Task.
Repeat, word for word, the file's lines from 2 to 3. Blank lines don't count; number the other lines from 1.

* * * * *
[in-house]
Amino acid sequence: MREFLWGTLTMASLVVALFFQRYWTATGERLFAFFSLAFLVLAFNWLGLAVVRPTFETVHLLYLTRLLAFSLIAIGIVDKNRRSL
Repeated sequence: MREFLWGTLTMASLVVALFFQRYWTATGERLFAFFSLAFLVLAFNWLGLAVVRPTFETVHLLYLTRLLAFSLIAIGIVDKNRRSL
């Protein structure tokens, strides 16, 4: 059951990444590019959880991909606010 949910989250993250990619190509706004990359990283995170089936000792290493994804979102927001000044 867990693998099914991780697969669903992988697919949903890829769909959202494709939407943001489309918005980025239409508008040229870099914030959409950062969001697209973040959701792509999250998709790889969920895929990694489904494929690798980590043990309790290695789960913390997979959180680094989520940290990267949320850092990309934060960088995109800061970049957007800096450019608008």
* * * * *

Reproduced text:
Amino acid sequence: MREFLWGTLTMASLVVALFFQRYWTATGERLFAFFSLAFLVLAFNWLGLAVVRPTFETVHLLYLTRLLAFSLIAIGIVDKNRRSL
Repeated sequence: MREFLWGTLTMASLVVALFFQRYWTATGERLFAFFSLAFLVLAFNWLGLAVVRPTFETVHLLYLTRLLAFSLIAIGIVDKNRRSL